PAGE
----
The social justice warriors over at Teen Vogue are here to inform us that using reaction gifs with black people in them constitutes “digital blackface.”
Apparently we’re not allowed to use Stevie Wonder, Xzibit, or Shaquille O’Neal gifs so you better stock up before the PC police come to confiscate them.
According to the thought-police over at Teen Vogue, using a reaction gif that has a black person in it is “digital blackface” and it’s just like lynching people.
The article had to take a swipe at Meghan McCain and call her out for several of her tweets. There surely were no other public figures guilty of this besides a Republican TV pundit.
The other people included in the article were complete unknowns and the Dory parody account.
They tried to start it off all artsy even though it’s an op-ed about a meme…
In this op-ed, Lauren Michele Jackson tackles the recurring use of black people as reaction GIFs and its implications in terms of broader “digital blackface.”
The following harmless reaction gifs are now considered “digital blackface” and Teen Vogue is totally nonpartisan
Me… all day today. pic.twitter.com/OwpCahsMcG
— Meghan McCain (@MeghanMcCain) July 11, 2017
Someone explain to me the point of fat shaming Sean Spicer? Is it just to humiliate him even more? What is this?! pic.twitter.com/70jMDM7SVQ
— Meghan McCain (@MeghanMcCain) June 20, 2017
Me – watching the Comey hearing for the last hour… pic.twitter.com/OJ25SWHAKY
— Meghan McCain (@MeghanMcCain) June 8, 2017
They’re even triggered by the ‘Dory’ parody account…
A visual representation of me fighting my depression & anxiety everyday pic.twitter.com/bMR42Qfzyg
— Dory (@Dory) July 16, 2017
The Teen Vogue op-ed explains they don’t want you to stop sharing the gifs, they just want you to know it’s racist…
There’s no prescriptive or proscriptive step-by-step rulebook to follow, nobody’s coming to take GIFs away. But no digital behavior exists in a deracialized vacuum. We all need to be cognizant of what we share, how we share, and to what extent that sharing dramatizes preexisting racial formulas inherited from “real life.” The Internet isn’t a fantasy — it’s real life.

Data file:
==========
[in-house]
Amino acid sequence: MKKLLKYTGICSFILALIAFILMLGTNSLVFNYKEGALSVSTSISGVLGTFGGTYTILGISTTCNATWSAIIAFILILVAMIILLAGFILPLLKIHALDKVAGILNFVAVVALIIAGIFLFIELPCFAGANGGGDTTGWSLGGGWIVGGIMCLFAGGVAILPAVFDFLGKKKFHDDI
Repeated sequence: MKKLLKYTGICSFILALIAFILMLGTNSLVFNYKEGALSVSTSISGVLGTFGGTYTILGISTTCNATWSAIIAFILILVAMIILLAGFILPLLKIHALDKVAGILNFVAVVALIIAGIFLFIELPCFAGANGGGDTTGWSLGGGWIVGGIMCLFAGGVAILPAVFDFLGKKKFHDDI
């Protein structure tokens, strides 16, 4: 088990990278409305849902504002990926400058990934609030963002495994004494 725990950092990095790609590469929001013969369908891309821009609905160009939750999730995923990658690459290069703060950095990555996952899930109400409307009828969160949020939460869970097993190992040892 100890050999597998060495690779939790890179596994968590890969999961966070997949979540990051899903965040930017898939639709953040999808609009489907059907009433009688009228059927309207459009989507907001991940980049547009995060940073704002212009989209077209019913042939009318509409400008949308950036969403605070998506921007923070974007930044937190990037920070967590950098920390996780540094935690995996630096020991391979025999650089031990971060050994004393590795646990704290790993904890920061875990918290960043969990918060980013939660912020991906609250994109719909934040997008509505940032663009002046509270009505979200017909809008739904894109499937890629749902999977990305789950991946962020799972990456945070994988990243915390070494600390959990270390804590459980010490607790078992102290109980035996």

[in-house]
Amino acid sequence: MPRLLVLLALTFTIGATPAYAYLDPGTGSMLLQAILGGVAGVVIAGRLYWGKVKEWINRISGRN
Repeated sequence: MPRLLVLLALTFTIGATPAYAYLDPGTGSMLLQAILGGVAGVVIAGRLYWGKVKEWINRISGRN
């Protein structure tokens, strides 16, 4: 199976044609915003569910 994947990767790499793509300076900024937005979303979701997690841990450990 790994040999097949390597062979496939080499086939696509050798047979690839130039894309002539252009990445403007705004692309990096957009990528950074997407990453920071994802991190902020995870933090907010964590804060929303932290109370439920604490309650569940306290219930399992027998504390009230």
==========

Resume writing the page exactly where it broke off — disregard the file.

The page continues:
Those pesky white supremacists are coordinating it all:
In other instances, digital blackface is an orchestrated attempt by white supremacists to disrupt black organizing. Writer Shafiqah Hudsonstarted the hashtag #yourslipisshowing to document instances of digital blackface in real time, joined by other black women writers and theorists such as I’Nasah Crockett, Sydette Harry, Mikki Kendall, Trudy, and Feminista Jones. As the name of the tag suggests, online minstrels are no more believable than their in-person counterparts to anyone who knows black culture and black people, rather than a series of types. Unfortunately, digital blackface often goes unchecked unless a black person does the work to point out the discrepancies in someone’s profile.
REMINDER: Reaction Gifs = Digital lynching
Images of black people, more than anyone else, are primed to go viral and circulate widely online — in trauma, in death, and in memes. Reaction GIFs are an uneasy reminder of the way our presence is extra visible in life, every day, in ways that get us profiled, harassed, mocked, beaten, and killed. Long before the Internet or television, merry racist characters like pickaninnies and coons circulated the same social space as lynching postcards. Being on display has always been a precarious experience for black folks.
People are roasting the concept on Twitter:
Teen Vogue and the rest of the internet is freaking out about this new app that has racial face filters too…
Whoa, this is NOT okay ✋ https://t.co/vYFt4h8OqF
— Teen Vogue (@TeenVogue) August 10, 2017
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